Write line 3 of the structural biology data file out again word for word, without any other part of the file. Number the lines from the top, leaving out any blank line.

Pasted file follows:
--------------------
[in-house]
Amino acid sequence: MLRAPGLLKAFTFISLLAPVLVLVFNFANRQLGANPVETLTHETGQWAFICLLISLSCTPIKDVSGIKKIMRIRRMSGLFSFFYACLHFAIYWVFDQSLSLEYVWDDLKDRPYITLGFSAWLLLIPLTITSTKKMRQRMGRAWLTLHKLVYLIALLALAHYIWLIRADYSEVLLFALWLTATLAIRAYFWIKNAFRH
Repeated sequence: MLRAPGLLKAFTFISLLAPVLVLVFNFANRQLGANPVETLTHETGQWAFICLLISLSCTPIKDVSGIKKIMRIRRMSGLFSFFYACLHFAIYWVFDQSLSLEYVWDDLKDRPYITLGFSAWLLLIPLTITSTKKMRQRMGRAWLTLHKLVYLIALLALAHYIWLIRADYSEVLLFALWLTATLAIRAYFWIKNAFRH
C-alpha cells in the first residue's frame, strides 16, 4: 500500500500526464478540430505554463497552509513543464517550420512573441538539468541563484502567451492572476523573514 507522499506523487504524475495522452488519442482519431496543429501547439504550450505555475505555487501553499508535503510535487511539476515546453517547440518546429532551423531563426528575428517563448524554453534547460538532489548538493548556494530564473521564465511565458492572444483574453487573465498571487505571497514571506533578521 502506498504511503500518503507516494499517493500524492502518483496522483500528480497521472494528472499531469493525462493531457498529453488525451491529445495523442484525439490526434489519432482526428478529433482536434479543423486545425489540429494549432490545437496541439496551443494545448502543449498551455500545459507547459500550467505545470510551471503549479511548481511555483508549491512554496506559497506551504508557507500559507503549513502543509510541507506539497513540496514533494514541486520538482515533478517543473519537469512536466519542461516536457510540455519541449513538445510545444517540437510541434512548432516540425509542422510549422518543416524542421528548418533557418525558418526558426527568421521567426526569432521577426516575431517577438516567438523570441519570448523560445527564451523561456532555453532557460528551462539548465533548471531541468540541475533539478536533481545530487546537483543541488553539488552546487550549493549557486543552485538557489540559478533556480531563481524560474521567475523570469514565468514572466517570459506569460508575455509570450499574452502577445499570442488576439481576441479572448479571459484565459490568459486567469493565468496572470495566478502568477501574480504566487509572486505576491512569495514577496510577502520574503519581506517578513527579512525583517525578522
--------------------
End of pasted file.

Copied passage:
Repeated sequence: MLRAPGLLKAFTFISLLAPVLVLVFNFANRQLGANPVETLTHETGQWAFICLLISLSCTPIKDVSGIKKIMRIRRMSGLFSFFYACLHFAIYWVFDQSLSLEYVWDDLKDRPYITLGFSAWLLLIPLTITSTKKMRQRMGRAWLTLHKLVYLIALLALAHYIWLIRADYSEVLLFALWLTATLAIRAYFWIKNAFRH